This paper presents a qualitative study of deployment and use of a robot as a sick child’s avatar at school. Many children and youth suffer from a range of chronic illnesses that make them, often for long stretches of time, deprived of normal education and social life.
The participants in our study are adolescents who have been diagnosed with, and suffered
from, Myalgic Encephalomyelitis (ME/CFS) for at least one year. They attend school typically between 1-3 hours per week, and the robot-avatar is intended as a way for them to extend the time spent in the classroom and to increase their social presence.
The paper discusses tools made to help us understand these young people and their relation to technology (concerning their physical and mental condition) and their connectedness to others (friends, family, teachers and other relevant connections).
Further, the paper reports on experiences with the use of robot-avatars by participants, their parents, and their schoolteachers.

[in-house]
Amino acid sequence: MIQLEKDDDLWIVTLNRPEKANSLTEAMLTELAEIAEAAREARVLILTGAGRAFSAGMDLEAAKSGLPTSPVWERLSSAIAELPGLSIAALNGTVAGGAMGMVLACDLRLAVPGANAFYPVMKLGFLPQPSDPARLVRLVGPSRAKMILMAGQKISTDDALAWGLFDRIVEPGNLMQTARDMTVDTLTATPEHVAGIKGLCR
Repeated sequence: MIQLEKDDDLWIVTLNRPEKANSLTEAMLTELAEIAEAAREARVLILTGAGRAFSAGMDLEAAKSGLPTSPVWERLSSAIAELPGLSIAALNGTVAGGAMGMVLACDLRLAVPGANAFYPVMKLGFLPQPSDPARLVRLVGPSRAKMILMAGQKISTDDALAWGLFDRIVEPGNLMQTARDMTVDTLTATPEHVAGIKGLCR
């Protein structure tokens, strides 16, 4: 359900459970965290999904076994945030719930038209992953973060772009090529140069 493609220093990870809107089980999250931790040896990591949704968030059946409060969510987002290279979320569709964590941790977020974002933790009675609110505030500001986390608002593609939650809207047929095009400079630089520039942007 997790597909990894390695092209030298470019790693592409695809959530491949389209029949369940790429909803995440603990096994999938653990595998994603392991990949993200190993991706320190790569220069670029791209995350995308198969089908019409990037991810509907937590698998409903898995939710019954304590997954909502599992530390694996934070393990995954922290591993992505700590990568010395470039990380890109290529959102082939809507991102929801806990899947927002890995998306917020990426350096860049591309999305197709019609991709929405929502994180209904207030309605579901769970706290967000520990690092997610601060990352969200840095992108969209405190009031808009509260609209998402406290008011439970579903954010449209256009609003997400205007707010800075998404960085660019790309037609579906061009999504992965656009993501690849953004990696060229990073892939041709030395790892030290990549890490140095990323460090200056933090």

In addition, the first trials in real life show huge potential of the avatar, both in terms of ease of use, and because lessons learned from these two cases most certainly generalize to many of those suffering from ME/CFS. This because the participants had many problems common to ME/CFS, and the feedback from the study is that using the avatar has worsened none of the symptoms. On the contrary, very positive feedback from participants, school and parents were received.
It is still important to adopt strategies for use that are in line with the need for energy modulation related to the ME/CFS illness. Being aware of and sensitive to issues related to the energy modulation is highly important through the whole process of doing research or developing technologies for and with people suffering from ME/CFS.
Our research indicates that the robot-avatar, the added work tasks for teachers and organizational issues still needs more work, but the technology has the potential to support youth suffering from ME to access school and reduce their exposure to social isolation.
A robot-avatar: Easier access to education and reduction in isolation? by Jorun Borsting, Alma Leora Culen in Conference E Health, July 2016